Five-and-a-half years ago I was granted the opportunity to create my own field of dreams.
It came in the form of a small art gallery to be located at the Lexington Park library. I met with both Kathleen Reif, director of St. Mary's County libraries, and Janice Hummel, branch manager for the Lexington Park library.
Armed with a hand-written proposal I expressed my basic concepts and the materials necessary for a professional gallery hanging system as well as the labor involved for its installation.
The library board agreed to this new partnership. They were pleased to provide the location and the in-kind support to install the gallery but there were no extra funds to purchase the necessary hardware and hanging fixtures.
You cannot put a price on a dream, however, so I invested my savings into the start-up expenses.
My basic concept was to educate, expose and entertain the general public (21,000 souls who enter the Lexington Park library monthly) to original art in its many mediums, styles, subject matter and disciplines.
It was daunting in the beginning to convince local artists of the absolute importance and obligation for gifted, talented individuals to share the encased energies existing in their artwork with the general public, the members of our community who might be intimidated by visiting a gallery or museum.
These same individuals look at the art and the changing exhibits, and just by doing so automatically engenders art appreciation.
To entice the local artists, I've needed to stress that art is not art until it is actually seen, that every venue need not be a sales venue, that this space offers immensely more exposure then a gallery space would. Also, they would be unable to find any space within these three counties that would offer a one woman/man show, and charge no fees and demand no percentages should their artwork sell. In no way is the artist exploited by agencies or gallery overhead.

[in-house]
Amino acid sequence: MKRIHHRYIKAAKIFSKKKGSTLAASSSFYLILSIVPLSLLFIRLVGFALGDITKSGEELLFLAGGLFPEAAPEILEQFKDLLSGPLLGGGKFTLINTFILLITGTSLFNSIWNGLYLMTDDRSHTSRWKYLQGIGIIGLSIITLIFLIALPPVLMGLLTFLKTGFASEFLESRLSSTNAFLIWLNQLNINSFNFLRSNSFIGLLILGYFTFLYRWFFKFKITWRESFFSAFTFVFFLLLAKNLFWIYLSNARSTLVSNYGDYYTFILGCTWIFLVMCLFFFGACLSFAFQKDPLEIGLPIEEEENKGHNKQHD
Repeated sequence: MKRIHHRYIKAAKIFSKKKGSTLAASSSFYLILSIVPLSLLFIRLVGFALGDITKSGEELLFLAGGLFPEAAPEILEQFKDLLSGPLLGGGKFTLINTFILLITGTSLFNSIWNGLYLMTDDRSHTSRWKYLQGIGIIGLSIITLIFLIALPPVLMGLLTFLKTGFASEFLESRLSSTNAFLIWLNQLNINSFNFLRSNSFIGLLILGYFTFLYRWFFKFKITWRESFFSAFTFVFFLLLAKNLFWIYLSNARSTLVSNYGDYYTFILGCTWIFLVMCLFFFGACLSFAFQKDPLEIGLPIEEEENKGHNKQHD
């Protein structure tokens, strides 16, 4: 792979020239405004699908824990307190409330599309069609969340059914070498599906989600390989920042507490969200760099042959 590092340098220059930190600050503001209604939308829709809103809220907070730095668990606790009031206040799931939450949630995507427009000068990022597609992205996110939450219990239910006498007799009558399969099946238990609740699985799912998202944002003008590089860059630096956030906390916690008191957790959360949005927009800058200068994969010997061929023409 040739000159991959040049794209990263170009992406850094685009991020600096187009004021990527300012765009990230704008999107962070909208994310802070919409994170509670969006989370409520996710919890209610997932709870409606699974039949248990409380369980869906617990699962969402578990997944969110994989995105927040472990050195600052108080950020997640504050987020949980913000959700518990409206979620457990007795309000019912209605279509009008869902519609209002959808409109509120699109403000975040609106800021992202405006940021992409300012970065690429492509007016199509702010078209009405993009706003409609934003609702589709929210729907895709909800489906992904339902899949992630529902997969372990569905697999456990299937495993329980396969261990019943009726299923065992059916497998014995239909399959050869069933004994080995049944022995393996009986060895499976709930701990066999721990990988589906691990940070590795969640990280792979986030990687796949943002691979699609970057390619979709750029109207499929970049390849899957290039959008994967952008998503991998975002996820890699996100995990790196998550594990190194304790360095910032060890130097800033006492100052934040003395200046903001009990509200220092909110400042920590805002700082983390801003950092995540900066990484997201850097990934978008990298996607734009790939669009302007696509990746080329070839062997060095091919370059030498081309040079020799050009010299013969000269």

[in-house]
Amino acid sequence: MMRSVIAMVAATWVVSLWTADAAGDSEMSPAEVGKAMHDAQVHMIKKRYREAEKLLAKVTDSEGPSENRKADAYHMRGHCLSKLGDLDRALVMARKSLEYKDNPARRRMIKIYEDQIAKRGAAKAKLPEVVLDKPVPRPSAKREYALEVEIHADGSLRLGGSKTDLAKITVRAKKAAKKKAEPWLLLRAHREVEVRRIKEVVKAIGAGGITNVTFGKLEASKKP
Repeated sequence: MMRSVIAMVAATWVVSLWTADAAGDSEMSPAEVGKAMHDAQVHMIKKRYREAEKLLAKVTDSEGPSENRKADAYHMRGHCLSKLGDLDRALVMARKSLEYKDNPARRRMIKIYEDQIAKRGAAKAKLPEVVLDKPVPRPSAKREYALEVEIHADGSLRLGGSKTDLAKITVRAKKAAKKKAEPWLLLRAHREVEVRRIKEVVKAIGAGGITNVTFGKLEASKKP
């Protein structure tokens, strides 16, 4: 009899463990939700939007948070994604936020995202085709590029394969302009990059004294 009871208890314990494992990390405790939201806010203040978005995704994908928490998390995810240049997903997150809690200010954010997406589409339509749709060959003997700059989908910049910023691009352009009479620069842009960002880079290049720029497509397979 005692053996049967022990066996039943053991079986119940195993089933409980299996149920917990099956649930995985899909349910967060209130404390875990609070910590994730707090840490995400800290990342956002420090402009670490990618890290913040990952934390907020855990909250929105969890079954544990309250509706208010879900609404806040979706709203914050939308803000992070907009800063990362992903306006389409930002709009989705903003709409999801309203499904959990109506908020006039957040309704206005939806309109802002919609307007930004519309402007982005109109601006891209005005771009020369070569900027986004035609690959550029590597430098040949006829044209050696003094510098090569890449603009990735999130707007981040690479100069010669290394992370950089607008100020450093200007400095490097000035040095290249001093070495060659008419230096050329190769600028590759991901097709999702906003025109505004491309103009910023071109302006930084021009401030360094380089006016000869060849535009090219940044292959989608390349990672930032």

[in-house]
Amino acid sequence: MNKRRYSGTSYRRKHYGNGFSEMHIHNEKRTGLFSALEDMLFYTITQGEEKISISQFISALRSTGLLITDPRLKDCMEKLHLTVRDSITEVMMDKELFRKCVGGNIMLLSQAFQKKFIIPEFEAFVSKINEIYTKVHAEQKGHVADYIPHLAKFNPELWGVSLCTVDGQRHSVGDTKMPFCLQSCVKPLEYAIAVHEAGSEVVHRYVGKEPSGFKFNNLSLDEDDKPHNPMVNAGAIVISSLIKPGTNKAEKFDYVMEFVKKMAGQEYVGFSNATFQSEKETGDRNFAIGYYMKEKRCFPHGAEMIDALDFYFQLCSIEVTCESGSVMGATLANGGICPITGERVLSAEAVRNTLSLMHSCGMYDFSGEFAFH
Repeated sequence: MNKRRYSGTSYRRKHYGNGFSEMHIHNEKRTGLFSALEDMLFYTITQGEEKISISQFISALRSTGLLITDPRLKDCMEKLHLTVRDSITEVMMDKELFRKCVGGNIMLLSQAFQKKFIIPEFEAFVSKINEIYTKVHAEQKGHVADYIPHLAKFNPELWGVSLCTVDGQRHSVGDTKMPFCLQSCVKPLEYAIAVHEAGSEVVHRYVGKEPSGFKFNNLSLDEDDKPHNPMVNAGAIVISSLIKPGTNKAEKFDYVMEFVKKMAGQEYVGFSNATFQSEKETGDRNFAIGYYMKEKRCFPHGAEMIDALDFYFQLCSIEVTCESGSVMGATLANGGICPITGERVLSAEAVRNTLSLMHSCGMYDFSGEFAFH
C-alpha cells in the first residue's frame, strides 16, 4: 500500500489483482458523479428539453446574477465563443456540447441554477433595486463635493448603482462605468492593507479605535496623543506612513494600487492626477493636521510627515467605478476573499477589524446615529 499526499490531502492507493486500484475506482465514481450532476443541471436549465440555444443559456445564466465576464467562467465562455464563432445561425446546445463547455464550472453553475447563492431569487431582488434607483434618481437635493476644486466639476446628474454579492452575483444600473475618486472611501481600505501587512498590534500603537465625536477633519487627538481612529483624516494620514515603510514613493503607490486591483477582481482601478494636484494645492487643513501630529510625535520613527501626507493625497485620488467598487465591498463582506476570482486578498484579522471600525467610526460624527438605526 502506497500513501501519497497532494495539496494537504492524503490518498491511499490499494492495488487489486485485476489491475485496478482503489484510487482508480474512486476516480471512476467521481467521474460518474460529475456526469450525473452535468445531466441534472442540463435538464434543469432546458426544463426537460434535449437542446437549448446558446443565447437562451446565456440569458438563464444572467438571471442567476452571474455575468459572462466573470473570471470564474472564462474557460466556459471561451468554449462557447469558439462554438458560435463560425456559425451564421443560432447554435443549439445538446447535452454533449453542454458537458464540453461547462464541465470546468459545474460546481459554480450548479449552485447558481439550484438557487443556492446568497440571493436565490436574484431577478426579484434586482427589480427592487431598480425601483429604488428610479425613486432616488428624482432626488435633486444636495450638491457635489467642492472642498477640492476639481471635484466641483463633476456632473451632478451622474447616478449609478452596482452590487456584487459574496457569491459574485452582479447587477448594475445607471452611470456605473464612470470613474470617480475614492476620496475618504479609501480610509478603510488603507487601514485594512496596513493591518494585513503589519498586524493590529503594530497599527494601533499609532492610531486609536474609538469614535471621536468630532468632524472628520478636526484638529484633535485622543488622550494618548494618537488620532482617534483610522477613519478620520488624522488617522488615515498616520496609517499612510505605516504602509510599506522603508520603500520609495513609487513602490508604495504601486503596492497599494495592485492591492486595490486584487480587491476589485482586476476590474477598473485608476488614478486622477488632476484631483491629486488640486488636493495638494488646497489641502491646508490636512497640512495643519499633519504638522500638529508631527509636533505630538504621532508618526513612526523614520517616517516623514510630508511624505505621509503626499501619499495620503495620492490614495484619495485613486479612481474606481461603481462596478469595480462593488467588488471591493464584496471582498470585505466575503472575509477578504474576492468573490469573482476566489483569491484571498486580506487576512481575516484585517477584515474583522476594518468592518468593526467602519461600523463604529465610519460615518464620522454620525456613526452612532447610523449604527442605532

My five and a half years of nurturing this gallery as if it were my child has proved successful in helping add an additional 3,000 people entering the branch monthly.
Now the art exhibits are booked well into 2011.
A major part of the history of the continued success of this project comes not just from the partnership with the library board and Friends of the Library donations but also from the constant (when needed) financial contributions that Mr. Thomas Daugherty has made, helping to defray the gallery's costs.
Two separate $1,000 donations he has freely and enthusiastically donated to us in honor of his recently diseased, beloved mother, Kay Daugherty.
Kay Daugherty was very instrumental in building an appropriate space for the library that I remember as a child growing up.
And Mrs. Daugherty had an insatiable thirst for knowledge and appreciation of art. Mr. Daugherty reminisced that his mother participated in nearly every non-studio art course offered by St. Mary's College of Maryland.
She imbued in her son and daughter the intrinsic value and spiritualism inherent in the act of creating an object of beauty.
The artist's soul becomes embedded in the work of art for eternity and magnetically attracts the viewer to come for a closer look. The viewer actually begins to feel the soul and energy of the artist; and, thus begins the process of appreciation.
I would like to take this long overdue moment to express my deepest gratitude to Mr. Daugherty for his generosity and genuine appreciation and passion for art. I could not have continued with such success without his and his mother's unhesitating generosity.
I am personally deeply indebted as this "little gallery that could" was my own field of dreams.
As we travel our journey through life, we must do so with the feeling that we don't know what day will have no tomorrow. With that in mind we give our utmost to the miracle of our dreams coming true.
Thank you, Mr. Daugherty, for perpetuating the memory of your mother and for your generosity, from the bottom of my heart.
Candy Cummings, Lexington Park
The writer is director of the art gallery at the
Lexington Park library.